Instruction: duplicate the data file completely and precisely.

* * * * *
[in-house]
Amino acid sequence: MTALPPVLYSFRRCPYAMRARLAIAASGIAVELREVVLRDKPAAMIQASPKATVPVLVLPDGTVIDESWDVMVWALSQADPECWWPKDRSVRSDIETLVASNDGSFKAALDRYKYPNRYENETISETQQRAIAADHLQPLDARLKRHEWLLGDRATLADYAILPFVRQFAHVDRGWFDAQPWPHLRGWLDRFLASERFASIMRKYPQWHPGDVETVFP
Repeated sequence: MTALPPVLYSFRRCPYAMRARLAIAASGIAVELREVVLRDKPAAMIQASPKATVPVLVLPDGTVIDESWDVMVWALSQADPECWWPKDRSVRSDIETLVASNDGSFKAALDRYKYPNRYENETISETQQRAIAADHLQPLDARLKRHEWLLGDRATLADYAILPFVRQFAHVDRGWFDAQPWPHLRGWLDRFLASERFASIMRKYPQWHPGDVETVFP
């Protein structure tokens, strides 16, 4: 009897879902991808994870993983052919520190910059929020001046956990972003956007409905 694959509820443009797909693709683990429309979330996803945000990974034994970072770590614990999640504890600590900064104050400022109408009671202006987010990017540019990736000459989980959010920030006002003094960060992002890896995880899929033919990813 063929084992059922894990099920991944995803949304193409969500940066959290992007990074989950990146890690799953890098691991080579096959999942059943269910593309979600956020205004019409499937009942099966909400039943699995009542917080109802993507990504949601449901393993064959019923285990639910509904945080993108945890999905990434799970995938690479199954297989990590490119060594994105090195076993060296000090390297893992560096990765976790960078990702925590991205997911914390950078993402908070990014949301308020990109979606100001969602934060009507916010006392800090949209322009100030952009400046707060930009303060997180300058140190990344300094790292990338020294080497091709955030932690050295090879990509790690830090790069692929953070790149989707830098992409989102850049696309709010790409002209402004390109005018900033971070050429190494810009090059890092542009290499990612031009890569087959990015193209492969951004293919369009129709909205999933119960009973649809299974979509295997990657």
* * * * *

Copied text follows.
[in-house]
Amino acid sequence: MTALPPVLYSFRRCPYAMRARLAIAASGIAVELREVVLRDKPAAMIQASPKATVPVLVLPDGTVIDESWDVMVWALSQADPECWWPKDRSVRSDIETLVASNDGSFKAALDRYKYPNRYENETISETQQRAIAADHLQPLDARLKRHEWLLGDRATLADYAILPFVRQFAHVDRGWFDAQPWPHLRGWLDRFLASERFASIMRKYPQWHPGDVETVFP
Repeated sequence: MTALPPVLYSFRRCPYAMRARLAIAASGIAVELREVVLRDKPAAMIQASPKATVPVLVLPDGTVIDESWDVMVWALSQADPECWWPKDRSVRSDIETLVASNDGSFKAALDRYKYPNRYENETISETQQRAIAADHLQPLDARLKRHEWLLGDRATLADYAILPFVRQFAHVDRGWFDAQPWPHLRGWLDRFLASERFASIMRKYPQWHPGDVETVFP
């Protein structure tokens, strides 16, 4: 009897879902991808994870993983052919520190910059929020001046956990972003956007409905 694959509820443009797909693709683990429309979330996803945000990974034994970072770590614990999640504890600590900064104050400022109408009671202006987010990017540019990736000459989980959010920030006002003094960060992002890896995880899929033919990813 063929084992059922894990099920991944995803949304193409969500940066959290992007990074989950990146890690799953890098691991080579096959999942059943269910593309979600956020205004019409499937009942099966909400039943699995009542917080109802993507990504949601449901393993064959019923285990639910509904945080993108945890999905990434799970995938690479199954297989990590490119060594994105090195076993060296000090390297893992560096990765976790960078990702925590991205997911914390950078993402908070990014949301308020990109979606100001969602934060009507916010006392800090949209322009100030952009400046707060930009303060997180300058140190990344300094790292990338020294080497091709955030932690050295090879990509790690830090790069692929953070790149989707830098992409989102850049696309709010790409002209402004390109005018900033971070050429190494810009090059890092542009290499990612031009890569087959990015193209492969951004293919369009129709909205999933119960009973649809299974979509295997990657």